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Reinsurers flex their muscle

Posted 09-12-2008 at 08:15 PM by sanki
Updated 09-12-2008 at 09:07 PM by sanki

By Justin Lim

Jeffrey Scott

The influence reinsurers have on the insurance industry could result in a global convergence in product design and pricing, according to an industry expert.

CommInsure business growth services executive manager Jeffrey Scott said with reinsurers actively involved in the underwriting process, they often had a direct influence on the pricing of products internationally.

“In the UK, Germany, and Australia, the maximum monthly sum insured were all approximately $25,000 per month after taking into account the percentage of income covered and currency exchange rates… The primary reason for this uniform amount, are the risk retention limits set by reinsurance companies that operate in all UK, Germany and Australia,” he said.

According to Scott, with reinsurers playing such a key role in the approval of insurance products and due to their global reach as huge international entities, often product features become replicated across different markets.

“There’s a copycat situation occurring … where you start seeing consistencies around the world as to policy design and also policy pricing. So if there’s a product design in South Africa you often see it here in Australia a couple years later.”

Scott stated that since “mortality and morbidity experience varies by country and the underlying assumptions used by the actuaries are specific to each country, the question is: is every market the same? Are the needs of an Australian the same as those of a South African? We should be able to make sure the policies are appropriate for the marketplace in which they are sold in.”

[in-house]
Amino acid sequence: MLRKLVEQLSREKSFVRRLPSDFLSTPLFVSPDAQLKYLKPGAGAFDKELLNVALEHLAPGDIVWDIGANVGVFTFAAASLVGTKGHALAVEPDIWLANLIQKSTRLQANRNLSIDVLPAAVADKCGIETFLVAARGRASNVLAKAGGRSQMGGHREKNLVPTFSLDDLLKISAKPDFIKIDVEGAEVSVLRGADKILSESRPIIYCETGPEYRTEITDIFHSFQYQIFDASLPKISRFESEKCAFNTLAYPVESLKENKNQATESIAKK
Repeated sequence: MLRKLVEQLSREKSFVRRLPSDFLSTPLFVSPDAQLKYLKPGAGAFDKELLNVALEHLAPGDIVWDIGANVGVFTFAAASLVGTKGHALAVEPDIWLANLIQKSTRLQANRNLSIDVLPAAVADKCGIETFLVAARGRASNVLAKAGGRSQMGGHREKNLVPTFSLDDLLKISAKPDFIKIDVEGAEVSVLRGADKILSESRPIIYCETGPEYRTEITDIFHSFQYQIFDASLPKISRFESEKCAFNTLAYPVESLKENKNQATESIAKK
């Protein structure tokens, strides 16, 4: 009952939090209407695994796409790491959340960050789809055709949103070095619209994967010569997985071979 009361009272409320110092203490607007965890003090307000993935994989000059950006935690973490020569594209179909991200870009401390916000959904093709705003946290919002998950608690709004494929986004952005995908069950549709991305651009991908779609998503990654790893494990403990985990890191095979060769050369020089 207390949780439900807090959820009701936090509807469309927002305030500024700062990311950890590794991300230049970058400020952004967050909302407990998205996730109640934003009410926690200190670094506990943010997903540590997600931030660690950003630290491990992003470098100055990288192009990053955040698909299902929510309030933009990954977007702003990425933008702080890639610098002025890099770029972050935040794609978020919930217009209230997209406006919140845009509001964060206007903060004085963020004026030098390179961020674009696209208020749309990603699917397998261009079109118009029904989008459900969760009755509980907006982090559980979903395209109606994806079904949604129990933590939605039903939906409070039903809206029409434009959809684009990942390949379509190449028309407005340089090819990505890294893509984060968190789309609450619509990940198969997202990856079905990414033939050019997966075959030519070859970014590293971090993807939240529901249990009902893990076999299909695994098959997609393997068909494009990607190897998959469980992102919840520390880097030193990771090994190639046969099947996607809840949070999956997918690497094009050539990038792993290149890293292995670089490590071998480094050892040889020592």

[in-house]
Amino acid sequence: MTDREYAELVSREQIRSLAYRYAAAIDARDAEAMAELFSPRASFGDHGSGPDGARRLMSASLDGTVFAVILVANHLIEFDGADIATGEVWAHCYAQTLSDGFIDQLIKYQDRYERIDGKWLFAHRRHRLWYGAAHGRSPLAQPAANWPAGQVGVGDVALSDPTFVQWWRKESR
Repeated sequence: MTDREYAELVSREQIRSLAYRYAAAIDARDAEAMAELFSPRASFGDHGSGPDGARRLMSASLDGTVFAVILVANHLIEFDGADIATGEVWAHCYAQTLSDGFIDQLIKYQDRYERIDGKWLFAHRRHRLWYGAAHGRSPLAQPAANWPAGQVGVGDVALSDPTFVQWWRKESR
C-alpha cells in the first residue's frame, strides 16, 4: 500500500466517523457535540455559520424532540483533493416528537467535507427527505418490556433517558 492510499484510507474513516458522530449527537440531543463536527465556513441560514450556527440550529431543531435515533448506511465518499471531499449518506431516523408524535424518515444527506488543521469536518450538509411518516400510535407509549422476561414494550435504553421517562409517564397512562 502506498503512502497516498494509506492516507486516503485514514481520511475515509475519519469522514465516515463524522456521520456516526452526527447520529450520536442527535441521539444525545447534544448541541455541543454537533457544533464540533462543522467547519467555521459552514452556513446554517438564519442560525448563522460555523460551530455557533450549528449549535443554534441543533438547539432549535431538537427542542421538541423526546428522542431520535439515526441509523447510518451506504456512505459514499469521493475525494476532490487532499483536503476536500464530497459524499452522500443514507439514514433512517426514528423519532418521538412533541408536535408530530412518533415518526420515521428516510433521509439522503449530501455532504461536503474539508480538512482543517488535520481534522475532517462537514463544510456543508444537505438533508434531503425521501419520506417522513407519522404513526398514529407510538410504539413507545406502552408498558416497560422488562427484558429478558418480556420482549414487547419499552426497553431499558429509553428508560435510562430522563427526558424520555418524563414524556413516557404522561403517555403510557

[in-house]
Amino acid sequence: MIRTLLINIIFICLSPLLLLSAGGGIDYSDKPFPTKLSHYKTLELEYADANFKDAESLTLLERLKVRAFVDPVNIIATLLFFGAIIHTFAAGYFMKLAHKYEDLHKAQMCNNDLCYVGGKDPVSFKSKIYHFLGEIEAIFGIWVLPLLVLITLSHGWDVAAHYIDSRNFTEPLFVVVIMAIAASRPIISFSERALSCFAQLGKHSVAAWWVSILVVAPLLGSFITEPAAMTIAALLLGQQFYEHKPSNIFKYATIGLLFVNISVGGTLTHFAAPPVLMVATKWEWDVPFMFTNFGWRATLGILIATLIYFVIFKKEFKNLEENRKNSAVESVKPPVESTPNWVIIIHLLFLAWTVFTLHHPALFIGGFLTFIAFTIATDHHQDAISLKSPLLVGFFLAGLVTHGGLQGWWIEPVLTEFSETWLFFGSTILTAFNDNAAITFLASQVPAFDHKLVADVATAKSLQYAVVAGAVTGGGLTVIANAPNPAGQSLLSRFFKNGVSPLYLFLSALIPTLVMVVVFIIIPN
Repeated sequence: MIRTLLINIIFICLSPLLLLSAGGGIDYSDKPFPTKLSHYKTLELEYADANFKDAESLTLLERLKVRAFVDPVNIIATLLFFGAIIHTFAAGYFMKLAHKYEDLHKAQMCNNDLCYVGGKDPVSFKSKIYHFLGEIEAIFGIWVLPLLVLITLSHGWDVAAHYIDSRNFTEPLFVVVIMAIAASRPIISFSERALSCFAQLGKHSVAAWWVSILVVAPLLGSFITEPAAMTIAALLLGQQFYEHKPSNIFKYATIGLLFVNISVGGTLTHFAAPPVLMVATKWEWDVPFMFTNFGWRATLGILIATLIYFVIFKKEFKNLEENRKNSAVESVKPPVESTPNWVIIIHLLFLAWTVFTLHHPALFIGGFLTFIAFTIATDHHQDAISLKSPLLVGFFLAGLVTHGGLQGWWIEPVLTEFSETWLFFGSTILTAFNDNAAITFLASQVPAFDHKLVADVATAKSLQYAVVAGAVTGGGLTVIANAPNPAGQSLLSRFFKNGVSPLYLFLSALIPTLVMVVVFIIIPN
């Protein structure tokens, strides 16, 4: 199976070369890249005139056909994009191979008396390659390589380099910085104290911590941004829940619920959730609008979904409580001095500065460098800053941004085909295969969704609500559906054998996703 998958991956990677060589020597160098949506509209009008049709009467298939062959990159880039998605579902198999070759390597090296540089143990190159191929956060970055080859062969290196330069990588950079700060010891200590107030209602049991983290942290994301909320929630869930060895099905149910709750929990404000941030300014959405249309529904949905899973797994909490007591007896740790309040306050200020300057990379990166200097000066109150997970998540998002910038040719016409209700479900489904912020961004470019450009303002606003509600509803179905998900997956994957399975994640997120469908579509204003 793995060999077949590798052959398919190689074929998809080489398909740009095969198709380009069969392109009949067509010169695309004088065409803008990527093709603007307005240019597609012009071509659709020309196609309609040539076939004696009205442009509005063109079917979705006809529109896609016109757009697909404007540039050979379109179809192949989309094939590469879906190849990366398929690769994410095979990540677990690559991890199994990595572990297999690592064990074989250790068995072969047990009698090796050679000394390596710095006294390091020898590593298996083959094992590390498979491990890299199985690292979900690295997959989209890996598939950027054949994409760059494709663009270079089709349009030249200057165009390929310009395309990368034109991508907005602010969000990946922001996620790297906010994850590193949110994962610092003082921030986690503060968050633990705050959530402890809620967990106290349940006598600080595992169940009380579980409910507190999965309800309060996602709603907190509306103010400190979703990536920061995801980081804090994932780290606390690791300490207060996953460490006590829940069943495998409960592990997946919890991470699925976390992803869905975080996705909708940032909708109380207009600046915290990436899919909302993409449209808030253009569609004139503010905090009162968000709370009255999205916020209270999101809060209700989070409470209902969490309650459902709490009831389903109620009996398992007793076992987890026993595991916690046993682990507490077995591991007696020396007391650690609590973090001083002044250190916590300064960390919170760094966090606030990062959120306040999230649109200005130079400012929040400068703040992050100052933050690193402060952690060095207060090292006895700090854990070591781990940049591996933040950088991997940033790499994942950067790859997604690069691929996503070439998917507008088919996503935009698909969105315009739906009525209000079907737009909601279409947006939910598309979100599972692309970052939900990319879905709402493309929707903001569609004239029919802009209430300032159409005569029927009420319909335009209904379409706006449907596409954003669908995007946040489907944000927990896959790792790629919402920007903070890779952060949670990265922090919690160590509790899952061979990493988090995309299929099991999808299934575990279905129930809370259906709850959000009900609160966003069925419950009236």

Zurich life risk operations manager Chris Rutherford pointed out that while reinsurers did influence pricing, it depended on the levels of retention provided by the insurer.

“If you come up with a new product or idea and are happy to wear all the risk then you don’t have to involve the reinsurer at all,” he said.

“What you’re doing is using them to spread your risk. So I don’t consider it a negative thing at all.”

RGA Reinsurance Company of Australia chief underwriter Peter Tilocca said ultimately the final decision in regards to which products to take to market rested with the insurer.

“It is the insurer that after analysis of the market, social and economic forces will place its brand on a product. If a product is unprofitable then it is both the insurer and reinsurer who should share the responsibility.”

Tilocca added that because of their presence in many insurance markets globally, reinsurers offered many positive elements in the product development process.

“As many of these products are new or variations on local products, the local insurer may have little or no experience in pricing this product. Reinsurers can provide the necessary sales, underwriting and claims data to launch successfully,” he said.

Both Tilocca and Scott agreed to ensure appropriately priced products, the reinsurer and insurer had to work together on various aspects of life insurance, whether that be underwriting, claims, actuarial pricing or product design.

9 September 2008
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